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Abstract:Lung cancer has the highest mortality rate of deadly cancers in the world. Early detection is essential to treatment of lung cancer. However, detection and accurate diagnosis of pulmonary nodules depend heavily on the experiences of radiologists and can be a heavy workload for them. Computer-aided diagnosis (CAD) systems have been developed to assist radiologists in nodule detection and diagnosis, greatly easing the workload while increasing diagnosis accuracy. Recent development of deep learning, greatly improved the performance of CAD systems. However, lack of model reliability and interpretability remains a major obstacle for its large-scale clinical application. In this work, we proposed a multi-task explainable deep-learning model for pulmonary nodule diagnosis. Our neural model can not only predict lesion malignancy but also identify relevant manifestations. Further, the location of each manifestation can also be visualized for visual interpretability. Our proposed neural model achieved a test AUC of 0.992 on LIDC public dataset and a test AUC of 0.923 on our in-house dataset. Moreover, our experimental results proved that by incorporating manifestation identification tasks into the multi-task model, the accuracy of the malignancy classification can also be improved. This multi-task explainable model may provide a scheme for better interaction with the radiologists in a clinical environment.

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Abstract:Sensor placement for linear inverse problems is the selection of locations to assign sensors so that the entire physical signal can be well recovered from partial observations. In this paper, we propose a fast sampling algorithm to place sensors. Specifically, assuming that the field signal $\mathbf{f}$ is represented by a linear model $\mathbf{f}=\pmb{\phi}\mathbf{g}$, it can be estimated from partial noisy samples via an unbiased least-squares (LS) method, whose expected mean square error (MSE) depends on chosen samples. First, we formulate an approximate MSE problem, and then prove it is equivalent to a problem related to a principle submatrix of $\pmb{\phi}\pmb{\phi}^\top$ indexed by sample set. To solve the formulated problem, we devise a fast greedy algorithm with simple matrix-vector multiplications, leveraging a matrix inverse formula. To further reduce complexity, we reuse results in the previous greedy step for warm start, so that candidates can be evaluated via lightweight vector-vector multiplications. Extensive experiments show that our proposed sensor placement method achieved the lowest sensor sampling time and the best performance compared to state-of-the-art schemes.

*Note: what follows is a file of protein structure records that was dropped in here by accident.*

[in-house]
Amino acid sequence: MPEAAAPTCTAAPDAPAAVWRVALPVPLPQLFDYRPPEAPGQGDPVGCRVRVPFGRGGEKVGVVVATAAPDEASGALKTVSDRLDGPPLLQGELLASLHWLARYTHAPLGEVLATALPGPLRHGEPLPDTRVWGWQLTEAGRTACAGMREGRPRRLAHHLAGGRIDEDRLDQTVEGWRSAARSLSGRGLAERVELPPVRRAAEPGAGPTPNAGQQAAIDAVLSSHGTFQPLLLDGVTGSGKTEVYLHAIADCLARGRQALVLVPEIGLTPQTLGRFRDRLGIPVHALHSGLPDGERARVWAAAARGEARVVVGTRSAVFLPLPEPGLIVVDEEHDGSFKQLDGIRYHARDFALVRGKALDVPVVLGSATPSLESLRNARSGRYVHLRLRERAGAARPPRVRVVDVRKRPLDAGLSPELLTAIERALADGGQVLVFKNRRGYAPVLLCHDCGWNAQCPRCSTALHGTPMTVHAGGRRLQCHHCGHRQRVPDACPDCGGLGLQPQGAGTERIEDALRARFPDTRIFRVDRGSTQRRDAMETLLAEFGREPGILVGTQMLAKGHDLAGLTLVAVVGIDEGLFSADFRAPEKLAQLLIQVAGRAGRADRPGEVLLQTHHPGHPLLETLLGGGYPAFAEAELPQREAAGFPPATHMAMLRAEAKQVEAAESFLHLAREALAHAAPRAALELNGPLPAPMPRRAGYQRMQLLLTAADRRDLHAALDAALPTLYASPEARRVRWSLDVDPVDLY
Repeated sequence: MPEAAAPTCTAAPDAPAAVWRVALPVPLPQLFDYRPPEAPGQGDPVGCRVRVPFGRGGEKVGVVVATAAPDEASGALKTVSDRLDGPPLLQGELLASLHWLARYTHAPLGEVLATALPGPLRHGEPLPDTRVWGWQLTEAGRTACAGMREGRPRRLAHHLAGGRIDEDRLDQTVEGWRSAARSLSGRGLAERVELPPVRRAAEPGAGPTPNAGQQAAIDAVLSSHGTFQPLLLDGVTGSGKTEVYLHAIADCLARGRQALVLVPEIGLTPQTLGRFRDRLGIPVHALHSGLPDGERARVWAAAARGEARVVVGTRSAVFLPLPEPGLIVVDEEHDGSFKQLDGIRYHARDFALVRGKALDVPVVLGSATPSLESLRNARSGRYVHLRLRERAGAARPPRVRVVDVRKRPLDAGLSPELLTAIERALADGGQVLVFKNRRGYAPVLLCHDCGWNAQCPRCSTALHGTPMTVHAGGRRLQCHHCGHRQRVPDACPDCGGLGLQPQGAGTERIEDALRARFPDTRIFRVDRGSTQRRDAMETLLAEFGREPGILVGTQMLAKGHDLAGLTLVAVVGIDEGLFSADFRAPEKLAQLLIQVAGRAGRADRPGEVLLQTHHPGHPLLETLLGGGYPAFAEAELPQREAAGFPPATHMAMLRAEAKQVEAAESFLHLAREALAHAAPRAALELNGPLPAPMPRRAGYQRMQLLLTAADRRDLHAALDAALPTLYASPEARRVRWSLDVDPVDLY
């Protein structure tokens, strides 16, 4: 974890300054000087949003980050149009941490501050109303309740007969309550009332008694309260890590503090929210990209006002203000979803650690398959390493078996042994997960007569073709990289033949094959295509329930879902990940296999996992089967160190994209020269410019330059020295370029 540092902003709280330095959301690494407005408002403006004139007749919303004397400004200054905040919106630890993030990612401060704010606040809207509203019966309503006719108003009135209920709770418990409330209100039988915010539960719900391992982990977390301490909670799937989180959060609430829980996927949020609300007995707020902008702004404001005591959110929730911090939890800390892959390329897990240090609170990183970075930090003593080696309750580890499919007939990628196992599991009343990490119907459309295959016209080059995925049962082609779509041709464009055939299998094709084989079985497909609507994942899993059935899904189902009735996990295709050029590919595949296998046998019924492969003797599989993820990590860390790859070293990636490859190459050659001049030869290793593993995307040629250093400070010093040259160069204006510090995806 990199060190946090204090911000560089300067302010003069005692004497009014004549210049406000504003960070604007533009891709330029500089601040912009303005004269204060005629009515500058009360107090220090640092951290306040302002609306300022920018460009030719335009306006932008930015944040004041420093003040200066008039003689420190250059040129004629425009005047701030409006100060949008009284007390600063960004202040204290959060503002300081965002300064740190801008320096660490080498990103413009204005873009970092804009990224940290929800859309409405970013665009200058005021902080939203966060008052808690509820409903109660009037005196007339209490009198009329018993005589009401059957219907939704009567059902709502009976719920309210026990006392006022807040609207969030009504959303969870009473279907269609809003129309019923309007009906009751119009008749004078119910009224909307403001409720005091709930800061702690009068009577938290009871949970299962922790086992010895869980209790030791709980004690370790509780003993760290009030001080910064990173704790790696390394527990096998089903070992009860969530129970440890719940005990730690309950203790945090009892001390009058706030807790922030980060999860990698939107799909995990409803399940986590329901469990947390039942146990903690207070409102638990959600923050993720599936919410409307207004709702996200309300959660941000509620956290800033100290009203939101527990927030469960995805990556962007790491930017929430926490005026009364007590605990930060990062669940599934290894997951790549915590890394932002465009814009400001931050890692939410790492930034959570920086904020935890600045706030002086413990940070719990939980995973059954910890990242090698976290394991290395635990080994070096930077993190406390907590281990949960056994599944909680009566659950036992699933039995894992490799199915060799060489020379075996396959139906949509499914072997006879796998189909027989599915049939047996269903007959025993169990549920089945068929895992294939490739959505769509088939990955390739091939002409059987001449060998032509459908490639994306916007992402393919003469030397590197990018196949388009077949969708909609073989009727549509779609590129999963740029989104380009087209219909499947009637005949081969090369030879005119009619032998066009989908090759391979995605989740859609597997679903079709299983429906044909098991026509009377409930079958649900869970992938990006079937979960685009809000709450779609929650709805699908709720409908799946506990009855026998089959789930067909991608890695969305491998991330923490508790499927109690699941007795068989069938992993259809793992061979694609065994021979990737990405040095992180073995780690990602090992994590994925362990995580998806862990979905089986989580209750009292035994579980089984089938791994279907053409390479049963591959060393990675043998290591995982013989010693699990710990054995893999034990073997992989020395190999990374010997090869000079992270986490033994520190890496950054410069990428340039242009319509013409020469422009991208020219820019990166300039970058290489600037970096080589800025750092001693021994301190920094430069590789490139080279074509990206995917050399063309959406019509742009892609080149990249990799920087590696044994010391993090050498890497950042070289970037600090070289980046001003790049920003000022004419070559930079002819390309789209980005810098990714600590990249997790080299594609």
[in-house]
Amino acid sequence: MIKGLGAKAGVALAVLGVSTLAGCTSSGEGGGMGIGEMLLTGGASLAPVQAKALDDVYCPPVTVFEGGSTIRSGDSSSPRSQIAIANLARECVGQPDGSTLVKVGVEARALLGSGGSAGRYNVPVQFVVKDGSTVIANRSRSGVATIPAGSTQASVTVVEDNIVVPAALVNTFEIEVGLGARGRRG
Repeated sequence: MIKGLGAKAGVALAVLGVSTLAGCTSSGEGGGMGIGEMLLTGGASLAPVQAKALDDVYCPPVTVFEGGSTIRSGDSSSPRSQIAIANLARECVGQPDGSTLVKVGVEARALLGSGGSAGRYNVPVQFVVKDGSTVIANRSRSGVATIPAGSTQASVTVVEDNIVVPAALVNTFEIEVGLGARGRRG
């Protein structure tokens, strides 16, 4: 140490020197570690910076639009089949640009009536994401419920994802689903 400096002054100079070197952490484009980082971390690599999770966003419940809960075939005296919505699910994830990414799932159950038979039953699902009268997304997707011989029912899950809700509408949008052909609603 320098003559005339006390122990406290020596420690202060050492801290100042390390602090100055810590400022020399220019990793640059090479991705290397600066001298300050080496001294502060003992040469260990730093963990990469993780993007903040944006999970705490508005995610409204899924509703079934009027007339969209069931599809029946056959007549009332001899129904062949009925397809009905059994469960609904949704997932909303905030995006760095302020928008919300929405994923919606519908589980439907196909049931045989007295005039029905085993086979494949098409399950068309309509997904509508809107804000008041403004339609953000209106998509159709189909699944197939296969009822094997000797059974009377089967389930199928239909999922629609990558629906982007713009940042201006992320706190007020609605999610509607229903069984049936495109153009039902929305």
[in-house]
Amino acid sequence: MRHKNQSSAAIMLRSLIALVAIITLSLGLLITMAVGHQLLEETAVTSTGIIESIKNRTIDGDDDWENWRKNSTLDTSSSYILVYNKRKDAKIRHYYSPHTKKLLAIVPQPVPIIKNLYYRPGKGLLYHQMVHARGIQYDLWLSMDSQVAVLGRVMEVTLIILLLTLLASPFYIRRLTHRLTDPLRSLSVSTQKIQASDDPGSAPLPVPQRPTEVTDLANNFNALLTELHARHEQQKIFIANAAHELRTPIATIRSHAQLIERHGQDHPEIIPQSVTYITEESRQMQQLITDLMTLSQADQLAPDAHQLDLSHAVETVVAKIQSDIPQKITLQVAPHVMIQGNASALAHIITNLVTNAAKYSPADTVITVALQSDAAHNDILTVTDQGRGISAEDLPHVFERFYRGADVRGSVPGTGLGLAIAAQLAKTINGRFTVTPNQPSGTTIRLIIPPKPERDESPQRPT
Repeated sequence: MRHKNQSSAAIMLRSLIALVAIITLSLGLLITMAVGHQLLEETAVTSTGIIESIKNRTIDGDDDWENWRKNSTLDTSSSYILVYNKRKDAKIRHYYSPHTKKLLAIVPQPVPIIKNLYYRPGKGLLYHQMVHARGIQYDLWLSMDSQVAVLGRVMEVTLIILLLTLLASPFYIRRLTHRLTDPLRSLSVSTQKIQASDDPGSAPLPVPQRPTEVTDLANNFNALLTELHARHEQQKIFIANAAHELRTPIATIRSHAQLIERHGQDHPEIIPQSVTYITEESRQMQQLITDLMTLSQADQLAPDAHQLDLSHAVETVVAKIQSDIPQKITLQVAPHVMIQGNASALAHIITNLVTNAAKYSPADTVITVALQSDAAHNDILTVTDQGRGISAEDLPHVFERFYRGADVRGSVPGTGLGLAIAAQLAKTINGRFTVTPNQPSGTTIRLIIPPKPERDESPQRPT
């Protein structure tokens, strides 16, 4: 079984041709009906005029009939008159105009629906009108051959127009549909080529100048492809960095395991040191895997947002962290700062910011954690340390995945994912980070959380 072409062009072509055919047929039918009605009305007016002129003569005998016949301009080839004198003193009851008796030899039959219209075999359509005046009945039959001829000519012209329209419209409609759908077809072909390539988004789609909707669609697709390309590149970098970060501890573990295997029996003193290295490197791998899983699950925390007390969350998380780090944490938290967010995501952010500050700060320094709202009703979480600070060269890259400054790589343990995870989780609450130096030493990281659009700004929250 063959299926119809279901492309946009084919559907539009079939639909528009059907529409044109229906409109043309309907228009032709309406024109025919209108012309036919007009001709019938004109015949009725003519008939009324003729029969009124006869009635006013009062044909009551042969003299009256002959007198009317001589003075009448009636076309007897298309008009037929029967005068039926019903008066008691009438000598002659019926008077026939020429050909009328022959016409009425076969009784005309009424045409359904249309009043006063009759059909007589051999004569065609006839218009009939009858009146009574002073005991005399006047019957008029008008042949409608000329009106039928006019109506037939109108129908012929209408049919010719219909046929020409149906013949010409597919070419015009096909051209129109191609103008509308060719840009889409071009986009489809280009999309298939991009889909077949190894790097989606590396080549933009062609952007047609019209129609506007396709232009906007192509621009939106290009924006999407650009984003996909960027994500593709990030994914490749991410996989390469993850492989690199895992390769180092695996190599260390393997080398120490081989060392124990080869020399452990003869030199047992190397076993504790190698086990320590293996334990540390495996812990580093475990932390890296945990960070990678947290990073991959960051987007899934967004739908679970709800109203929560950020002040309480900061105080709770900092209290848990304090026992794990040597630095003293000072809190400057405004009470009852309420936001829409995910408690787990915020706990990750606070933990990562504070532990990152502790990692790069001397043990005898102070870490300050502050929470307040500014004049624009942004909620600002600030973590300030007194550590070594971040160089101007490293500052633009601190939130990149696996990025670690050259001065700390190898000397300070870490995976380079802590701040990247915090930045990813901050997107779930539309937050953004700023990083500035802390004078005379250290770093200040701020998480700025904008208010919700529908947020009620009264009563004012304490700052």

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Abstract:Learning a suitable graph is an important precursor to many graph signal processing (GSP) pipelines, such as graph spectral signal compression and denoising. Previous graph learning algorithms either i) make some assumptions on connectivity (e.g., graph sparsity), or ii) make simple graph edge assumptions such as positive edges only. In this paper, given an empirical covariance matrix $\bar{C}$ computed from data as input, we consider a structural assumption on the graph Laplacian matrix $L$: the first $K$ eigenvectors of $L$ are pre-selected, e.g., based on domain-specific criteria, such as computation requirement, and the remaining eigenvectors are then learned from data. One example use case is image coding, where the first eigenvector is pre-chosen to be constant, regardless of available observed data. We first prove that the subspace of symmetric positive semi-definite (PSD) matrices $H_{u}^+$ with the first $K$ eigenvectors being $\{u_k\}$ in a defined Hilbert space is a convex cone. We then construct an operator to project a given positive definite (PD) matrix $L$ to $H_{u}^+$, inspired by the Gram-Schmidt procedure. Finally, we design an efficient hybrid graphical lasso/projection algorithm to compute the most suitable graph Laplacian matrix $L^* \in H_{u}^+$ given $\bar{C}$. Experimental results show that given the first $K$ eigenvectors as a prior, our algorithm outperforms competing graph learning schemes using a variety of graph comparison metrics.

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